In a former life as an Opposition leader, Malcolm Turnbull had two close encounters with true bipartisanship that changed the arc of his political life.
The first almost cost him his leadership. The second did.
As the global financial crisis tore through Australia’s equity markets in 2008 and threatened to wreak havoc on our banking sector, Turnbull took the politically brave decision to extend the hand of consensus.
The former merchant banker backed the Rudd government’s first round of stimulus payments, agreeing with the Keynesian principle that intervening to create aggregate demand at such a time of immense fiscal stress can save an economy from slipping into the mire of recession.
The gesture was greeted warmly by institutions and voters, but attracted considerable blowback from the coalition’s joint party room.
Conservative ideologues took a more Friedmanite view of the economic challenge, preferring austerity and conflict to stimulus and consensus.
Quite apart from that, but equally significantly, they didn’t like the idea of lining up alongside Kevin Rudd on anything.
Their views eventually held sway. Turnbull rejected the second stimulus package as reckless and profligate, allowing himself to survive his first near-death encounter with consensus.
His second came on the totemic issue of climate change. Turnbull felt compelled by the purity of his beliefs to offer bipartisanship on what the then-prime minister dubbed in perfect Ruddish as “the CPRS” — the Carbon Pollution Reduction Scheme.
This time the conservatives rose up and lopped off Turnbull’s head, implanting Tony Abbott as leader.
And now, Turnbull faces another significant moment of bipartisan agreement on climate policy that could again have a profound impact on his political fortunes.
This time he is the Prime Minister. But the risks involved appear eerily similar to the last time.
Abbott again lurks as his nemesis, corralling the conservative forces against any consensus on the National Energy Guarantee, which Abbott believes would place too much emphasis on emissions reduction and not enough on price reduction.
Stripped of its layers of political complexity, the NEG appears to be a bureaucratically elegant solution to breaking the deadlock that has incarcerated climate policy since Turnbull’s fatal moment of policy détente in 2008.
It is essentially a framework agreement, establishing a solid foundation upon which future policy decisions of various calibre and intent can be built.
If a Labor government wants to increase the emissions reduction target above the current 26 per cent, then it can do so through legislation.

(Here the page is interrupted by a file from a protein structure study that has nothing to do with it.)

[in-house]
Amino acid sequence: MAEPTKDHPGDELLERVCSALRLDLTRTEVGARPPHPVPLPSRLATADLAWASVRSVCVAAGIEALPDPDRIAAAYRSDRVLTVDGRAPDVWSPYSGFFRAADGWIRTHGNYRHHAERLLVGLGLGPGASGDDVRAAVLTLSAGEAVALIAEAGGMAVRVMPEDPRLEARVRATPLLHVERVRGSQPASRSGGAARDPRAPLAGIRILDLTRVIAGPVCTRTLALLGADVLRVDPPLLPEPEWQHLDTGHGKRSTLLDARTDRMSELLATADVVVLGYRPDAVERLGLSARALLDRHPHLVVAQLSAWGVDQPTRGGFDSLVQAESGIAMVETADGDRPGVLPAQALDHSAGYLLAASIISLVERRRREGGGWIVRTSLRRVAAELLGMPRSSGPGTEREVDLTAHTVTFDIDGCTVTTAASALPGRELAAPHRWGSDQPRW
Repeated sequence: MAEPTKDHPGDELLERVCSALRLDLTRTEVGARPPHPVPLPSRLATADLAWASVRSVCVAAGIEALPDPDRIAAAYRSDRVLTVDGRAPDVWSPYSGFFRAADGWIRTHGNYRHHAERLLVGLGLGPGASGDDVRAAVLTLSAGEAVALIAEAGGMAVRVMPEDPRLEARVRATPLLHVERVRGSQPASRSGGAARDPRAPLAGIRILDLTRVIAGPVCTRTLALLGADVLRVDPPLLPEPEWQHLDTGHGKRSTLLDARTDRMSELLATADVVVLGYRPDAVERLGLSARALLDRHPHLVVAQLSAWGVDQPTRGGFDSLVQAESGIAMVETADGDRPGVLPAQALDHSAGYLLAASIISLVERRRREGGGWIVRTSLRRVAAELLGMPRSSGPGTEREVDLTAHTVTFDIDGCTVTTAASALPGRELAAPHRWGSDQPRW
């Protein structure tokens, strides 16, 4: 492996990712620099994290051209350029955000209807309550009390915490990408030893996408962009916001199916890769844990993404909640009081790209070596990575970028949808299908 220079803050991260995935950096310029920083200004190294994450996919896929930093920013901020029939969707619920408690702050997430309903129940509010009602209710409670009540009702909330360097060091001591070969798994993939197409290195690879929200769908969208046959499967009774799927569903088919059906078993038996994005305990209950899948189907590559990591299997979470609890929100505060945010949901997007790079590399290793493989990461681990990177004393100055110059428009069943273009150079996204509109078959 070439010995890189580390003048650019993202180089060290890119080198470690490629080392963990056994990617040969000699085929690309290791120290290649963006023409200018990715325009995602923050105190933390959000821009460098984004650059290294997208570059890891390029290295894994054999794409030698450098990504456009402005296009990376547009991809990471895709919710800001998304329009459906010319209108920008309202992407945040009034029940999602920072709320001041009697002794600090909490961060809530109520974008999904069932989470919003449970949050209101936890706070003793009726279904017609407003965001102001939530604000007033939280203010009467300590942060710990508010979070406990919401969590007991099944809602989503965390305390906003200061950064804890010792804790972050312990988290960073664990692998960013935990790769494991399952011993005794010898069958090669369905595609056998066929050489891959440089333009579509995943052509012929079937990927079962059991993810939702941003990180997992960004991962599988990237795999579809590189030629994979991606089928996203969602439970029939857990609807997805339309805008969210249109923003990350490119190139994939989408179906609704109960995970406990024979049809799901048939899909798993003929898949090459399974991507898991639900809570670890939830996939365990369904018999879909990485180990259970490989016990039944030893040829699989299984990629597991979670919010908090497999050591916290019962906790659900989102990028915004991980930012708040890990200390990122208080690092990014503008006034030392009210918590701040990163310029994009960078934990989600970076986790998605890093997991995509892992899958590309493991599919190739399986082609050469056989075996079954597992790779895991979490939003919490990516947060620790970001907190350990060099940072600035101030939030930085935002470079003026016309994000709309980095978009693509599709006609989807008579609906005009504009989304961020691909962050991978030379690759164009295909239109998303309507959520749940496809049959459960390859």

But, most importantly, it also provides the energy sector with the certainty it has craved for the past decade and more.
All the reports from the energy market regulators over the past year have emphasised that providing such certainty would have political, operational and financial benefits.
For consumers, it would mean an average $150 extra a year in their pockets. That is the estimated retail dividend to households of removing the risk premium built into the system by the lack of policy certainty.
So, it doesn’t really matter whether it is the NEG that the States and Commonwealth agree on, although at the moment that is the only option on the table. It is the mere fact that they would be agreeing on something, anything, that would provide the investment certainty and the retail dividend.
This is the practical benefit of consensus. But the political risks are always high.
Our leaders spend a lot of time talking about bipartisanship, but very little time practising it.
They’ll regularly challenge each other to meet on the bridge of compromise, if not to cross the Rubicon altogether, to serve the greater good of the nation.
But when that opportunity arises, they set fire to the bridge and drain the river.
Why? Because our adversarial style of politics dictates against agreement.
Too often, the major parties place a higher value on causing pain and embarrassment to their opponents for their own political interests, than they do on reaching accord on issues that best serves the national interest.
Hence, the modern art of politics has relied on the ability to ever-so convincingly plead for bipartisanship, while quietly and ruthlessly leading the possibility of agreement down a dark alley to be silently strangled.
Just imagine what would happen if Turnbull and Josh Frydenberg were to get all the States and Territories on board with the NEG. It would completely confound those of Turnbull’s critics who accuse him of being a traitor to his progressive beliefs.
He could quite rightly claim that despite all the criticisms, he’d been able to deliver historic victories on the two defining articles of progressive faith — same-sex marriage and climate change.
And he would have done them both in one term. Not a bad achievement.
But it would also allow Abbott and his conservatives to say “I told you so. This bloke says he’s a conservative but he’s really as wet as the Pacific”.
What of Bill Shorten? His concern, although he’d never admit it publicly, would be that reaching an agreement with Turnbull would allow his opponent to claim a substantial win on climate policy.
In the bare-knuckled contest of modern politics, oppositions see their roles too often as simply opposing. It is all about denying governments wins, not helping to deliver them.
Abbott was the gold medallist. Labor used to call him “Dr No”. But the electorate said “Yes” in 2013 and made him prime minister. He proved that an effective route to power can be forged by partisanship rather than bipartisanship.
And, unfortunately, that seems to remain the political consensus on consensus.